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How retrieval practice changed our use of revision cards in Business Studies

Written By: Kieran Briggs
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7 min read
Our students were unfamiliar with breaking up revision into smaller chunks over time.

Pendle Vale College (11-16) is an average-sized mixed secondary school (with 1,050 students) in the deprived area of Nelson in Lancashire. The proportion of students from a minority ethnic background and those whose first language is not English are well above the national average. Over a third of our school population is eligible for pupil premium and attainment on entry is well below the national average.

The revision challenge

Terminal exams have become critical to the success of almost all subjects at KS4. If students are unable to perform adequately in their exam, they risk leaving without a qualification at the end of the course.

This is an issue across all subjects, but in one of our Business Studies classes, it became apparent – from observing pupil attitude and actions – that students needed to take more responsibility for the organisation and management of their revision. So we focused on a Year 10 Business Studies class of middle to low attainment, with end of year targets of BTEC Level 1/2 Pass or Merit. One student has special educational needs (SEN), five receive pupil premium funding and nine have English as a secondary language (EAL). The group is mainly boys who are a particular area of focus for us in our drive to raise standards.

During conversations to explore their perceptions, we discovered that the class believed that revision is something that happens ‘in the weeks leading up to your exams’. They were unfamiliar with breaking up revision into smaller, more manageable, chunks over a longer period of time. They believed revision was usually led by their teacher in the form of ‘catch-up sessions’ and ‘last-minute cramming’.

The Business Finance exam is a core component of the BTEC Business Course, and a poor mark in this exam will impact heavily on their overall grade for the course. We wanted to use research and our knowledge as experienced classroom teachers to develop a strategy that:

  • Improved exam marks over time
  • Equipped the class with a revision strategy to support their terminal exam and which they can apply across all their other subjects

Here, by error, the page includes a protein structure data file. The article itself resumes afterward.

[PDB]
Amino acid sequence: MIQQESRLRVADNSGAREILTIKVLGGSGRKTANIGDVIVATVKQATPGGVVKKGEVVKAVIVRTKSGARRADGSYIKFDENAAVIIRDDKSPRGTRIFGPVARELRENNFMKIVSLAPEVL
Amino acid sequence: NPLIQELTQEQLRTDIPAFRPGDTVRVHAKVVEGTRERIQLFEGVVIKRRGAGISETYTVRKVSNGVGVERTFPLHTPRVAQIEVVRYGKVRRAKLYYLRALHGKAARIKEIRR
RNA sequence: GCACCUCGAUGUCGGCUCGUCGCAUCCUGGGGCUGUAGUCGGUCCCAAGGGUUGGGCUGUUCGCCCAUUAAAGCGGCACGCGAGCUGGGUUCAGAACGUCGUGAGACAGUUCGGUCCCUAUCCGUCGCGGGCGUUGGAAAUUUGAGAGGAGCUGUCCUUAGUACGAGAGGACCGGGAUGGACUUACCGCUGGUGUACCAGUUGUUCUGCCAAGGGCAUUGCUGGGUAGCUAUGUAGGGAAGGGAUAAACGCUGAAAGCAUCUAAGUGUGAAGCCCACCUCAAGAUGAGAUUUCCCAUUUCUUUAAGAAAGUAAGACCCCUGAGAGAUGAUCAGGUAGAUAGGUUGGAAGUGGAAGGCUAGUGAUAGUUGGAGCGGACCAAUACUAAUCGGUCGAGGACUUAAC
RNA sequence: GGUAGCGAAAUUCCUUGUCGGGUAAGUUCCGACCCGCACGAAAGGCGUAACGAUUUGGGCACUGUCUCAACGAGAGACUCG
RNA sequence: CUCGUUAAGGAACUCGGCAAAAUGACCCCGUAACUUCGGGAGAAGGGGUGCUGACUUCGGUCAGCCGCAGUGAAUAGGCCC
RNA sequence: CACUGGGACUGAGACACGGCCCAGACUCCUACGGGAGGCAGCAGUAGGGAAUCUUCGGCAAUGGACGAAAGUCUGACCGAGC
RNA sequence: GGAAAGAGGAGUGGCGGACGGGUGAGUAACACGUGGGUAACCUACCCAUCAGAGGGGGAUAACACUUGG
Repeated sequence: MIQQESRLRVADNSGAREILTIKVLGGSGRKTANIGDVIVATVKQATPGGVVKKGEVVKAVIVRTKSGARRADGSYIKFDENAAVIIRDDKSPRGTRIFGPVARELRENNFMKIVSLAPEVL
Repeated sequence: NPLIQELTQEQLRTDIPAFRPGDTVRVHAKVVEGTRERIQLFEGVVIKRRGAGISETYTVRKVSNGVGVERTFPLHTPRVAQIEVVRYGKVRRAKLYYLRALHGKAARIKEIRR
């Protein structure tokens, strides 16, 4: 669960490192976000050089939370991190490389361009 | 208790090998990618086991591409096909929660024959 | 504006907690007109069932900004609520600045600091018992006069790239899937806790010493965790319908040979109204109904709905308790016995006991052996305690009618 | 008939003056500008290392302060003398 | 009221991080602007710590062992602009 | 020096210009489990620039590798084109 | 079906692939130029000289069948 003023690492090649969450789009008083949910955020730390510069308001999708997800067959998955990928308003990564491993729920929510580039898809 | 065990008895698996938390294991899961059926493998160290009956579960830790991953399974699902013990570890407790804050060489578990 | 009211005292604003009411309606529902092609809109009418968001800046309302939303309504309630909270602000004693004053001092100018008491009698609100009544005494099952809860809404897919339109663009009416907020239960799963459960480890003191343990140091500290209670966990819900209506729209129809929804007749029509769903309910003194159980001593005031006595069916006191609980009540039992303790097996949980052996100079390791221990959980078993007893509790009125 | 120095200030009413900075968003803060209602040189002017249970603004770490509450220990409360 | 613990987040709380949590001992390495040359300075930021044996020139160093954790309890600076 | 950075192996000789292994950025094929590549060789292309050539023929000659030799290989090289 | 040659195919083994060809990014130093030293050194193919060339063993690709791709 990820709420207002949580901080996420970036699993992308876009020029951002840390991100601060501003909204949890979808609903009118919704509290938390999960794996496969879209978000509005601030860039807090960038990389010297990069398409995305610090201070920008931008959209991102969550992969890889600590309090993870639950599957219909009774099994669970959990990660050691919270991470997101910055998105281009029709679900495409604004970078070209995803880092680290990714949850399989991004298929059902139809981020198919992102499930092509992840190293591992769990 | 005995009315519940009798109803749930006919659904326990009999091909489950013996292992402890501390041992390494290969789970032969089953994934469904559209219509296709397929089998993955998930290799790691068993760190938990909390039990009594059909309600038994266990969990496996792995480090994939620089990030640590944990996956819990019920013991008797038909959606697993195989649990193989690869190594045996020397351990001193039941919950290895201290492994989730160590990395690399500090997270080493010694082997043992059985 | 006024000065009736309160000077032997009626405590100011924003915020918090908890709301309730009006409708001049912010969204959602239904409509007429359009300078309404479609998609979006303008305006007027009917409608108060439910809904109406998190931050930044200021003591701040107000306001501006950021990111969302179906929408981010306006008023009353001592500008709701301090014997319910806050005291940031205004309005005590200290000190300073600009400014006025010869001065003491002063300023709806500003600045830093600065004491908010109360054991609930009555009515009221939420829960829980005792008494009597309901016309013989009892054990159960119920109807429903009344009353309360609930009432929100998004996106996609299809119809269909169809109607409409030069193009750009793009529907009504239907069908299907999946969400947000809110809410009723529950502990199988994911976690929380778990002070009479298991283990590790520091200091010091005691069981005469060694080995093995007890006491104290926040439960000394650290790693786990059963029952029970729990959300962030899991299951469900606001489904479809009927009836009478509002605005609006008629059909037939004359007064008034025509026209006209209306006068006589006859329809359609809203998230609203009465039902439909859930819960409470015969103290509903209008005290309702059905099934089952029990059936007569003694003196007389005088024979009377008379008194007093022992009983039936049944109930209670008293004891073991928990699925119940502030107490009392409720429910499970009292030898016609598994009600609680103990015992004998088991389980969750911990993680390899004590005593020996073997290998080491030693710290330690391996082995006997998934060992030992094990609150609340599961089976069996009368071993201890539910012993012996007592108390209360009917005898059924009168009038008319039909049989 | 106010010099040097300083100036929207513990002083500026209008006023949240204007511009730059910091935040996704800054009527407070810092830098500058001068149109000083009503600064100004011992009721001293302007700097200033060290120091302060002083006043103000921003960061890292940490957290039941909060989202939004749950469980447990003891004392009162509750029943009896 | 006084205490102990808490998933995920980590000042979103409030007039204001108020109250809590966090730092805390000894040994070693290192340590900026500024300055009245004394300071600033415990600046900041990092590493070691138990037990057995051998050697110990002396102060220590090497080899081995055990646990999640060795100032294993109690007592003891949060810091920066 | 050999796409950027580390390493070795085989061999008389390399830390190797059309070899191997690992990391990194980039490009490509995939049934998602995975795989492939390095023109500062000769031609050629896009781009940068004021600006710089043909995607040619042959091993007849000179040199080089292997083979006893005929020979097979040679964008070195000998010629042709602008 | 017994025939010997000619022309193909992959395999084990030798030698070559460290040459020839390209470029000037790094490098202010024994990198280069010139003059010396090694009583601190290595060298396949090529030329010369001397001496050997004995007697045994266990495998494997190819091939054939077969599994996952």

• Showed pupils their own progress
  • Enabled pupils to retain their learning independently over time.

Our approach to revision cards

We did some reading around what other had written about memory and retrieval techniques. We located three main articles which looked like they could be useful to crystallise the theory of memory and retrieval. These were:

  • Dunlosky, J. (2013) ‘Strengthening the Student Toolbox’ American Educator, Fall 2013, pp12-21.
  • Heath, C. & Heath, D. (2007) ‘Teaching that Sticks’, pp1-11. Article on 18th November 2017.
  • Willingham, D (2008) ‘What will Improve a Student’s Memory?’, American Educator, Winter 2008-2009, pp 17-44.

We combined these theories – together with our knowledge of pedagogy and the students – to close the gap between what we were seeing in practice and what the research was telling us. We shared the reading between us and met to distil and discuss what we each felt were the main findings from each of the three papers.

Instead of introducing a new strategy for revision, we wanted to use something the students were already familiar with, but make it more effective (before considering whether to launch it school-wide). We talked through how to apply our research to the idea of revision cards, which pupils were already familiar with as part of the school’s wider teaching and learning strategy.

Memory cues support memory and retention of information over time
Dunlosky, 2013

Most pupils were struggling to use the cards in a structured and meaningful way – they had been largely left to choose how they wanted to use them, without clear guidance on how to do so effectively. When we questioned students about how they were revising, we found they were re-reading and highlighting key points in their books. In their minds, this was considered to be good revision, but it was not supporting them to retrieve learning over time.

The information that resonated with us most was that ‘memory cues support memory and retention of information over time’ (Dunlosky, 2013). Willingham (2008) further states that frequent retrieval practice – ideally low stakes retrieval without formal testing to allow the students to practice their revision – allows for retrieval to happen in a non-stressful, low-pressure manner. If this could be embedded as a regular part of ‘lesson starter’ activities, pupils might be able to demonstrate to themselves, over time, that they could recall and retrieve learning, if they approached it in the right way.